Rebecca Faulkenberry and Reeve Carney in "Spider-Man: Turn Off the Dark," at the Foxwoods Theatre. With an acrimonious lawsuit resolved, now everyone can kiss and make-up.
Julie Taymor and producers of Broadway’s “Spider-Man: Turn Off the Dark” have settled their long-standing dispute over her 2011 dismissal from the pricey, accident-plagued musical, according to a joint statement released by the two parties Wednesday.
The agreement resolves Taymor’s allegations against 8 Legged Productions in connection with her work on the book of the musical -- at $75 million, the most expensive in Broadway history -- with respect to both the current New York staging and any future productions.
Settlement terms weren’t released, though sources close to Taymor told The New York Times that she could reap “significant” income from the deal if “Spider-Man” continues to be a lucrative property.
In a statement, Taymor said: “I’m pleased to have reached an agreement and hope for the continued success of ‘Spider-Man,’ both on Broadway and beyond.”
Michael Cohl and Jeremiah Harris of 8 Legged Productions said: “We’re happy to put all this behind us.”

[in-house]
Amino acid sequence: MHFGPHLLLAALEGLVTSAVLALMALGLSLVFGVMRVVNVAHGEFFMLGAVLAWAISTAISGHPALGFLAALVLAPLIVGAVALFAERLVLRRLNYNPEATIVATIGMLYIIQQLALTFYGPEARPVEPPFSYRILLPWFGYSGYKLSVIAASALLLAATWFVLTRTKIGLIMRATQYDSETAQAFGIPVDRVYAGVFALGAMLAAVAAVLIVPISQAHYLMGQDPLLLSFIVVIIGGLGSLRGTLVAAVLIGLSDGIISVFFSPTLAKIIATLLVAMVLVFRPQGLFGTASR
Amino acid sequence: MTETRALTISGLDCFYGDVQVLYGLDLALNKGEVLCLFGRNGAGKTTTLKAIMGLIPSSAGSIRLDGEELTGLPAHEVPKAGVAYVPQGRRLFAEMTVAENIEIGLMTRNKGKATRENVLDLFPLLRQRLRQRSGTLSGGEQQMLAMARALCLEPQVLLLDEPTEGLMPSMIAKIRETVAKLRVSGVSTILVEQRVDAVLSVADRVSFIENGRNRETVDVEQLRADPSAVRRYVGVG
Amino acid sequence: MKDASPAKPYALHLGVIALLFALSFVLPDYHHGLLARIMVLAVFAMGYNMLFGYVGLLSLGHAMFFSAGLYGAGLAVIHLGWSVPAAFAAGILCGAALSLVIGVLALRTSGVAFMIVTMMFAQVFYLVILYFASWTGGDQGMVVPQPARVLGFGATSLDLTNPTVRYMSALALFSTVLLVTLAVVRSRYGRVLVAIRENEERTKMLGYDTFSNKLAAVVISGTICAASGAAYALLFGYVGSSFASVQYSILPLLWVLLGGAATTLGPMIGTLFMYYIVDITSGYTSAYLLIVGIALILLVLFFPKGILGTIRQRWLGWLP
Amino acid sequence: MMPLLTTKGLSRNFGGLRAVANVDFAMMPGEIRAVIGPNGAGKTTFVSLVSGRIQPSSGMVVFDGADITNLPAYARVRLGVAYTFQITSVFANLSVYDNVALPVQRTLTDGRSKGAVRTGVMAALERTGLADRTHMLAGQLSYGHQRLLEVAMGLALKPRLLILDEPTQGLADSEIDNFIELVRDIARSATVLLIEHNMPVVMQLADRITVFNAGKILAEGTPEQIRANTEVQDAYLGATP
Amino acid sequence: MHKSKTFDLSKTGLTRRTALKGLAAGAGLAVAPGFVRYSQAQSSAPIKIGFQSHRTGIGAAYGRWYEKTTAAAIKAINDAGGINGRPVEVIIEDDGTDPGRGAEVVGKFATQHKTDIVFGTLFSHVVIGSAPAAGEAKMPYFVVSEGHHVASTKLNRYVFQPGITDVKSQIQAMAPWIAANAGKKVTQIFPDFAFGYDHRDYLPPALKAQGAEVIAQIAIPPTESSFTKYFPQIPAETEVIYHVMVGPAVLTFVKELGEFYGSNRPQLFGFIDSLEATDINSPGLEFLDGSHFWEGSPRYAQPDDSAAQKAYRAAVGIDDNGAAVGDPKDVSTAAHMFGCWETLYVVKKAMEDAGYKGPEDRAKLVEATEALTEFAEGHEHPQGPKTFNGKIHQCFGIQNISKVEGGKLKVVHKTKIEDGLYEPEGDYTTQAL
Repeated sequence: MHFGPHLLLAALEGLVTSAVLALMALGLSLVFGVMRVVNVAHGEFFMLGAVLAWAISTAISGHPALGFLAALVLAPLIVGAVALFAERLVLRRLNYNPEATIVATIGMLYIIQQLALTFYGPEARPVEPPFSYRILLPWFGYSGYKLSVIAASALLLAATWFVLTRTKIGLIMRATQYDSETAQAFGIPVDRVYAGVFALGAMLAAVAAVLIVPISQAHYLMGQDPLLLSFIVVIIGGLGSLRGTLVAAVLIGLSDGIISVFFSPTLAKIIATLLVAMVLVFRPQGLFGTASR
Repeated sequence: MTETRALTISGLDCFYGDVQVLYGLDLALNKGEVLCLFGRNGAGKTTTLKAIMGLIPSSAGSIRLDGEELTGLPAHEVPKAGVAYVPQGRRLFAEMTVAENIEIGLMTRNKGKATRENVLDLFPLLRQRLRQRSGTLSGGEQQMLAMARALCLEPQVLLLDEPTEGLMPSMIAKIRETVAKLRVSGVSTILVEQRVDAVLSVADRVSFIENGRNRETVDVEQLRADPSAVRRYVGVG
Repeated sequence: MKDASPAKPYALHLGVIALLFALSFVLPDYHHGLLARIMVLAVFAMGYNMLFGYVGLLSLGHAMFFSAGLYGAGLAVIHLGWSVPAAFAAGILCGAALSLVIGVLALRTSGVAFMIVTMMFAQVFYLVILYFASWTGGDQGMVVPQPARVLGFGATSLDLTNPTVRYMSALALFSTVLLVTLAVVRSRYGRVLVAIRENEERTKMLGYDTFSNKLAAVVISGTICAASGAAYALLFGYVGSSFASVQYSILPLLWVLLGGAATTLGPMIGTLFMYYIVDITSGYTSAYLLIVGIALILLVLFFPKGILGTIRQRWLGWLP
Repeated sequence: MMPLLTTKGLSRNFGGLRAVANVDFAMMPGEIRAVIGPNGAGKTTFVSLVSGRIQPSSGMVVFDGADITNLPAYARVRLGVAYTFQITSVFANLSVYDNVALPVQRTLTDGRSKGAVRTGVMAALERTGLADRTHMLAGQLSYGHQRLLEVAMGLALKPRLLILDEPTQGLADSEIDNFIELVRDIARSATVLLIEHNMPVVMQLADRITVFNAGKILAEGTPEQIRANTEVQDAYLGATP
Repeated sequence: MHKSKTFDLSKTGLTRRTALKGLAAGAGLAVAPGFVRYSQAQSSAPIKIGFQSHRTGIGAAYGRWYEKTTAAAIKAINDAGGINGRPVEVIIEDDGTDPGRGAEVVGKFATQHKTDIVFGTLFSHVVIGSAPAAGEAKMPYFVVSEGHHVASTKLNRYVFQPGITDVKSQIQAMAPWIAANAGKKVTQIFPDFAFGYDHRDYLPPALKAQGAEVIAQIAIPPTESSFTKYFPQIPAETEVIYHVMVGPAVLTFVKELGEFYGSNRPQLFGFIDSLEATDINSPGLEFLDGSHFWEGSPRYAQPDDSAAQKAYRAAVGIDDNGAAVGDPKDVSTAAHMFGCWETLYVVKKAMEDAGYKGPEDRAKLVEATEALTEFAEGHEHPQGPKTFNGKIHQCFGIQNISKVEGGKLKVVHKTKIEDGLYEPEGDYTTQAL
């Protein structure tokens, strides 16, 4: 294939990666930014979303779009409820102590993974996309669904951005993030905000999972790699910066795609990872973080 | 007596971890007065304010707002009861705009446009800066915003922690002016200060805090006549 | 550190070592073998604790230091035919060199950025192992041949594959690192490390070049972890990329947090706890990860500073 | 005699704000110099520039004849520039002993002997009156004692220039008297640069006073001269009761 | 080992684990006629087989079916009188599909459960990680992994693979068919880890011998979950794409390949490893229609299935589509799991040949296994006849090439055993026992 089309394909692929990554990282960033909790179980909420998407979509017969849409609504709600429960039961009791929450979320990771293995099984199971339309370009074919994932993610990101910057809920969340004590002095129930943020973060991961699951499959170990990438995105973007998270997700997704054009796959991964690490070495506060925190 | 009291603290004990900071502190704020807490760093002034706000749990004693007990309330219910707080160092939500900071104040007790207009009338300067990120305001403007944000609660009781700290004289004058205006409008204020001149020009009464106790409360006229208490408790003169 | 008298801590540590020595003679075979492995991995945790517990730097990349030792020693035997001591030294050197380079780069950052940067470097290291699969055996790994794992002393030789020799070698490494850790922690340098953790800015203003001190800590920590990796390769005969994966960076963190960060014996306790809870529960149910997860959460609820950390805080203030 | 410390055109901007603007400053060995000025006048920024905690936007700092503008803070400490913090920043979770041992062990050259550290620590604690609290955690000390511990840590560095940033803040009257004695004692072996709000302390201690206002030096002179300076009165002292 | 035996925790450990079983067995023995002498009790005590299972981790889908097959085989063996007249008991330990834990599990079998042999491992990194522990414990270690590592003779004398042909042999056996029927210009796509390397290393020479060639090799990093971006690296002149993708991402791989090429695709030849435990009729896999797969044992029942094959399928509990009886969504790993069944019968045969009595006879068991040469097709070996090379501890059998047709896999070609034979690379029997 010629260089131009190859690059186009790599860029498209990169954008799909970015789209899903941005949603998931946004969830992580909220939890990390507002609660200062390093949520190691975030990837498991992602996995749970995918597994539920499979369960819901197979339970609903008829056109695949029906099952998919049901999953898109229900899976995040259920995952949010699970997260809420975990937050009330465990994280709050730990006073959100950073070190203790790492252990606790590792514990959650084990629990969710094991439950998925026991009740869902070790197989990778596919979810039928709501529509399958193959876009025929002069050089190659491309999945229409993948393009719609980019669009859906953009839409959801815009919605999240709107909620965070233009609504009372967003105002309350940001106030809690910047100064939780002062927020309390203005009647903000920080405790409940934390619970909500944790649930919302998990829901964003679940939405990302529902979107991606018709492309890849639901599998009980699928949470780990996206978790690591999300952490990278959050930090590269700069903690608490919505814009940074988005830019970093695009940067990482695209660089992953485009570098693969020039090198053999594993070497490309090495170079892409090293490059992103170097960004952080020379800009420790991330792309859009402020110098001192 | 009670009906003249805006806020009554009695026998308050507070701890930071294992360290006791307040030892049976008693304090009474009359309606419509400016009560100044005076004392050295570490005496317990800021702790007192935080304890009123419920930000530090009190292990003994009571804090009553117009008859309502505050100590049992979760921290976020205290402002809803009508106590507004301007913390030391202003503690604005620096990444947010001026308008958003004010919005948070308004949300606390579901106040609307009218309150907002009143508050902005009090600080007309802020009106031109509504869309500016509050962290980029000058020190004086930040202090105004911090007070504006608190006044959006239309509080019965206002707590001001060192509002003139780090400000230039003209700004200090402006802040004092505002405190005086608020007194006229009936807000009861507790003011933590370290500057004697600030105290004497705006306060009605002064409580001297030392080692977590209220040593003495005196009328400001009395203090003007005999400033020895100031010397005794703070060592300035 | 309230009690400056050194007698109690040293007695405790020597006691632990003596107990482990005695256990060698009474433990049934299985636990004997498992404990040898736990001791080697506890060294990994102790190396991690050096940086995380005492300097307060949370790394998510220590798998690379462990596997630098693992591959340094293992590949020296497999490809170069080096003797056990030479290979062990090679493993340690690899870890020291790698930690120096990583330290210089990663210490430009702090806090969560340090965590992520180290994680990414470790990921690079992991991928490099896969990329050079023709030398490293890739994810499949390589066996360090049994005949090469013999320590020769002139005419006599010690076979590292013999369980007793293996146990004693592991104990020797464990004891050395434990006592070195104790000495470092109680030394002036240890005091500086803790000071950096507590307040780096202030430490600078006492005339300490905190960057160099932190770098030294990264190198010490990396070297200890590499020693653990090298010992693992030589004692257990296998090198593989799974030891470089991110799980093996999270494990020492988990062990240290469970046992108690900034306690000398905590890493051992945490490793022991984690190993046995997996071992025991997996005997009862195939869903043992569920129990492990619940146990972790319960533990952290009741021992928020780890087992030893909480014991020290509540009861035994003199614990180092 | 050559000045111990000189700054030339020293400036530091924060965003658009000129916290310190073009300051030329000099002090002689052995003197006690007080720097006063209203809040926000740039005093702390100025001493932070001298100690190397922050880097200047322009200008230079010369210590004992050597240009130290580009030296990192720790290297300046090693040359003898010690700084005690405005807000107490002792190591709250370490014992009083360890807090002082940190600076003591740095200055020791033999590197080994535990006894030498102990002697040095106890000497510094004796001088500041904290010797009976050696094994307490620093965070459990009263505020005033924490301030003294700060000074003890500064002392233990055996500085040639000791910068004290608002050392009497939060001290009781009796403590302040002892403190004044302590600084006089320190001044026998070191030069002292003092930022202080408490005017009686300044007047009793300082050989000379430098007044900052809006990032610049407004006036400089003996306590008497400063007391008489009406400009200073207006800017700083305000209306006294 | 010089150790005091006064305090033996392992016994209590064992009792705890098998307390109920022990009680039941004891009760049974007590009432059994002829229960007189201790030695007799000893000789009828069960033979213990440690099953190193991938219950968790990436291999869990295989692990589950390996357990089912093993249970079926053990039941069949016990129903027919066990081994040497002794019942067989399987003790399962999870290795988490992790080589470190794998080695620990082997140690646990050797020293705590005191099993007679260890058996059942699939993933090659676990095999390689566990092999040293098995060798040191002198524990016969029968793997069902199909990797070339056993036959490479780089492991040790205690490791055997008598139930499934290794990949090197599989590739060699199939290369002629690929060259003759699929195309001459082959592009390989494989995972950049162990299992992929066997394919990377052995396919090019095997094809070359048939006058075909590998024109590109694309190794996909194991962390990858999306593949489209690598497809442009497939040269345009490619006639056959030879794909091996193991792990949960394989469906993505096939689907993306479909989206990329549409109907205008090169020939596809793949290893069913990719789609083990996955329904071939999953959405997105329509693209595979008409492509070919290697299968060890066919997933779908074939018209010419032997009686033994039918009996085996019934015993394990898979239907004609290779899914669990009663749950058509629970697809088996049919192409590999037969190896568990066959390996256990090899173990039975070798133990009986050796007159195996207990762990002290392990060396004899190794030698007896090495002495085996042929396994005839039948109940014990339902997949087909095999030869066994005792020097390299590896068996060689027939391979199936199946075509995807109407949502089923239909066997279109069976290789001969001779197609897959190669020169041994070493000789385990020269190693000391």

Taymor, the musical’s original director, was fired in March 2011 over creative differences during a lengthy period of preview performances. She filed suit against the “Spider-Man” producers in November 2011, claiming they violated her creative rights.
Two months later, producers countersued, claiming that Taymor refused “to fulfill her contractual obligations, declaring that she could not and would not do the jobs that she was contracted to do.”
Playbill.com offers a complete timeline of the whole tangled web.
In part because of its sophisticated aerial stunts, “Spider-Man” has higher weekly operating costs than most Broadway musicals. With the litigation resolved, producers will have an easier time planning future versions here and abroad.
According to the Times, they’ve been eyeing Las Vegas, London and Hamburg as possible locales.